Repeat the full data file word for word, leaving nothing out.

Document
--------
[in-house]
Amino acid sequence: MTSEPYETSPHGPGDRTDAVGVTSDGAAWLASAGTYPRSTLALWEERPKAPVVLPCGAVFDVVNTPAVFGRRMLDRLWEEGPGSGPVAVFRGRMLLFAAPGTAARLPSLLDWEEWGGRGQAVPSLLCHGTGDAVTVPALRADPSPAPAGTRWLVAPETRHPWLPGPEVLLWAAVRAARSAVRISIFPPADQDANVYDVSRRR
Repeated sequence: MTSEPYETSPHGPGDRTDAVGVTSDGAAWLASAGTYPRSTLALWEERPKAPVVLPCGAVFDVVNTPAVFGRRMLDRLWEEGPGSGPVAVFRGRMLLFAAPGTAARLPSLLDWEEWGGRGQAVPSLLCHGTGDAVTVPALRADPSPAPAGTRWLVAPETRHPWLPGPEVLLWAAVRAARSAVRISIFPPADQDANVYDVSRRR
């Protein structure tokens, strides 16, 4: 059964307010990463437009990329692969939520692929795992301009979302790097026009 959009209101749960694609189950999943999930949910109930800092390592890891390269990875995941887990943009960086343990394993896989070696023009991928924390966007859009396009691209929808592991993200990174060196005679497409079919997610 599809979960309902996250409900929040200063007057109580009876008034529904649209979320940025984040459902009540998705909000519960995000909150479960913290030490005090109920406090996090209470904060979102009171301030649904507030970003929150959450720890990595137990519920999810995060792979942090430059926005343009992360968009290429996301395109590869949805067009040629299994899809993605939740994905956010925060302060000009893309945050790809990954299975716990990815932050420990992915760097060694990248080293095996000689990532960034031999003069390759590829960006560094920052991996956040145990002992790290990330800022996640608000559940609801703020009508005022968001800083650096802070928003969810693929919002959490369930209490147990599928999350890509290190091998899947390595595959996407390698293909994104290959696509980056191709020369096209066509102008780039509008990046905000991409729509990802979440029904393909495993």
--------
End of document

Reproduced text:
[in-house]
Amino acid sequence: MTSEPYETSPHGPGDRTDAVGVTSDGAAWLASAGTYPRSTLALWEERPKAPVVLPCGAVFDVVNTPAVFGRRMLDRLWEEGPGSGPVAVFRGRMLLFAAPGTAARLPSLLDWEEWGGRGQAVPSLLCHGTGDAVTVPALRADPSPAPAGTRWLVAPETRHPWLPGPEVLLWAAVRAARSAVRISIFPPADQDANVYDVSRRR
Repeated sequence: MTSEPYETSPHGPGDRTDAVGVTSDGAAWLASAGTYPRSTLALWEERPKAPVVLPCGAVFDVVNTPAVFGRRMLDRLWEEGPGSGPVAVFRGRMLLFAAPGTAARLPSLLDWEEWGGRGQAVPSLLCHGTGDAVTVPALRADPSPAPAGTRWLVAPETRHPWLPGPEVLLWAAVRAARSAVRISIFPPADQDANVYDVSRRR
């Protein structure tokens, strides 16, 4: 059964307010990463437009990329692969939520692929795992301009979302790097026009 959009209101749960694609189950999943999930949910109930800092390592890891390269990875995941887990943009960086343990394993896989070696023009991928924390966007859009396009691209929808592991993200990174060196005679497409079919997610 599809979960309902996250409900929040200063007057109580009876008034529904649209979320940025984040459902009540998705909000519960995000909150479960913290030490005090109920406090996090209470904060979102009171301030649904507030970003929150959450720890990595137990519920999810995060792979942090430059926005343009992360968009290429996301395109590869949805067009040629299994899809993605939740994905956010925060302060000009893309945050790809990954299975716990990815932050420990992915760097060694990248080293095996000689990532960034031999003069390759590829960006560094920052991996956040145990002992790290990330800022996640608000559940609801703020009508005022968001800083650096802070928003969810693929919002959490369930209490147990599928999350890509290190091998899947390595595959996407390698293909994104290959696509980056191709020369096209066509102008780039509008990046905000991409729509990802979440029904393909495993």